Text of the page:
Wednesday, 21 August 2013


Bikini by Kookai
This is not my most flattering photo. I am pretending that I am all earthy and beachy and yoga-ey, like some hip, healthy specimen of a human. I am not. Despite numerous deviations from the 'norm' of how a female should look (lack of stomach muscles, exaggerated lordosis of the spine, hyper-extended knees and WHAT is with my posture?), there are also aspects of me that conform to some unspoken 'norm' of beauty, the tan, the skinniness, and me being so young.

So what does this illustrate? That I am alive, healthy, and grateful for the body I was given. I am not pointing out flaws or good points as if they somehow define me, because they don't. I remember the first time I realized that ones body could be a 'flaw'. I was 14 and opened a magazine and saw an article which helped you make your 'flaws' more appreciated, or some other backhanded title. Was having thick eyebrows (like me) a 'flaw'. Was pale skin a 'flaw' that needed bronzing (at the time it hit me as reverse racism) a flaw? Why where chubby legs bad, did that mean that your genetics had programmed a lesser you with shameful legs?

I think that people everywhere have been making a stink about abolishing the representation of one kind of very white anglo-saxon, skinny 'normal' for too long, and it's time not for the representation of 'curvy', 'real' women at the expense of those WASPY models, because they are also real, but for a representaion of the population as a whole. Especially in lingerie. You either have a very Americanised, skinny, small-breasted model, like so:

Courtesy Victorias Secret
Or if you do not buy from a mainstream brand, with core sizes, and buy full busted bras (like me and my 28f/28ffs), then you have models with hips and breasts that are often over an F or even G cup. Yes, full bust brands may be representing ONE sector of the market, but what about girls who wear full bust sizes that DON'T have 'big boobs' (like me), or hips (me again), or who more voluptuous than the full bust models?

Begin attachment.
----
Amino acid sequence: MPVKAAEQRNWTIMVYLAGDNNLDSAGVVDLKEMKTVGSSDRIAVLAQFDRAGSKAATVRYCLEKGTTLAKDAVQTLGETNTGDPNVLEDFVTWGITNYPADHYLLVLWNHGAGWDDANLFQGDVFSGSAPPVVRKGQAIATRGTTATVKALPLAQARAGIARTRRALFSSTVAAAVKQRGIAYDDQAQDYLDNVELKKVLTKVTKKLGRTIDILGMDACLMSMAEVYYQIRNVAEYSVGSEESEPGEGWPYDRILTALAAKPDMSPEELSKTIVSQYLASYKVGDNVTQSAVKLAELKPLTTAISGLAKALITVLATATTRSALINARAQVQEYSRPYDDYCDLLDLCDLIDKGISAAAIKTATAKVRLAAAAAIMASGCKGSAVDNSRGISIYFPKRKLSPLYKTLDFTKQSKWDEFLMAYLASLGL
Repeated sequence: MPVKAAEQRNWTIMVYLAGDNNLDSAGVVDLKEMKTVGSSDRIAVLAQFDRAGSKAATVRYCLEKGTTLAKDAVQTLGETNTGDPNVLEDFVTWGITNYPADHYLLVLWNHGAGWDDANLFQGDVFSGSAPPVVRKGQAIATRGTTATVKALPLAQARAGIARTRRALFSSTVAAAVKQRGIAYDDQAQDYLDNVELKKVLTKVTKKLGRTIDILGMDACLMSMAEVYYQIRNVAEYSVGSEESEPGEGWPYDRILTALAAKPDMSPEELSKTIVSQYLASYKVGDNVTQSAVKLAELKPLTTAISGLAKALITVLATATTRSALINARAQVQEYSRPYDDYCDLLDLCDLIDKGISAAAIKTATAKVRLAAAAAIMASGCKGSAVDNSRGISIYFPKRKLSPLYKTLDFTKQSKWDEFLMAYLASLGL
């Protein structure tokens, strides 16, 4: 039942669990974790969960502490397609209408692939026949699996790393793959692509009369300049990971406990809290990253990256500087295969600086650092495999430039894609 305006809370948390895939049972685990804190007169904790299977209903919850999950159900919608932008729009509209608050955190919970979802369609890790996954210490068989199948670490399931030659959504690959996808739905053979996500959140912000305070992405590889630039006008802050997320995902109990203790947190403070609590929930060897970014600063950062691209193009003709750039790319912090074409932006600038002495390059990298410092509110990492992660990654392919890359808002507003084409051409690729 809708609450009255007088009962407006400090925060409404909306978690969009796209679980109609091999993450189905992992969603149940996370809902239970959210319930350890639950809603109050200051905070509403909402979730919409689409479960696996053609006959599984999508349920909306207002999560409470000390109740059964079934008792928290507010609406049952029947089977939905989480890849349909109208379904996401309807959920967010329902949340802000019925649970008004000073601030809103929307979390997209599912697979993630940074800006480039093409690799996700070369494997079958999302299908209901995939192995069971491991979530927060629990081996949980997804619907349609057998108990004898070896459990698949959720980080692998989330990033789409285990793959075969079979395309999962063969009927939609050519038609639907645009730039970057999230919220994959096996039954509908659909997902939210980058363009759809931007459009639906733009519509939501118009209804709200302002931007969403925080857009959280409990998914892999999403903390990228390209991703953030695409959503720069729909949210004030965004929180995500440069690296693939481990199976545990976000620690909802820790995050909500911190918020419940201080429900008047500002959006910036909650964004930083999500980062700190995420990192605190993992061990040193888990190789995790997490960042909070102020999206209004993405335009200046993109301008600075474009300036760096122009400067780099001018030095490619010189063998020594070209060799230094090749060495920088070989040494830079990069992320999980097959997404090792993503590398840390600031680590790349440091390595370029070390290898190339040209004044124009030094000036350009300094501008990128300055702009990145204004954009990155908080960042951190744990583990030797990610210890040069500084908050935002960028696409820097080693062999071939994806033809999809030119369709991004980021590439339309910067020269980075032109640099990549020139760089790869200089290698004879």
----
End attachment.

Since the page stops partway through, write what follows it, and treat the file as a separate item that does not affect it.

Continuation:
Courtesy Curvy Kate
 No, its time to quietly represent everyone, skinny or not, dark, tanned, alabaster white, eyebrowed, stretch-marked, hesitant and brash. It's time to stop making a big fuss over how 'diverse' a company is being, and how praiseworthy this is. Women are more than the sum of their body, diverse or not. Please just get on with offering what we, as the clients want; a representation of everyone (after all, a companies clients are not cookie-cutter people. Ewa Michalak,, is especially good for this) within advertising campaigns, make a range of skin coloured bras for everyone (I have money. I will buy them! As a side point, it is Ewa Michalak's Toffi bra,, that fits my darker than 'average' skin colour). And then let us quietly get on with our lives, in a world that is just a little more inclusive and pleasant.



  1. I've always hated how there are those "hide you flaws" or "fix your flaws" articles everywhere in the media. It seems to undermine what little diversity they have when they're constantly trying to minimize this, emphasize that, or slim (insert body part of choice). Glad to see more entries in this series!

  2. I never realised why a flawed person had to be judged as so on looks alone, or for that matter why people think it necessary to proclaim others 'not good enough'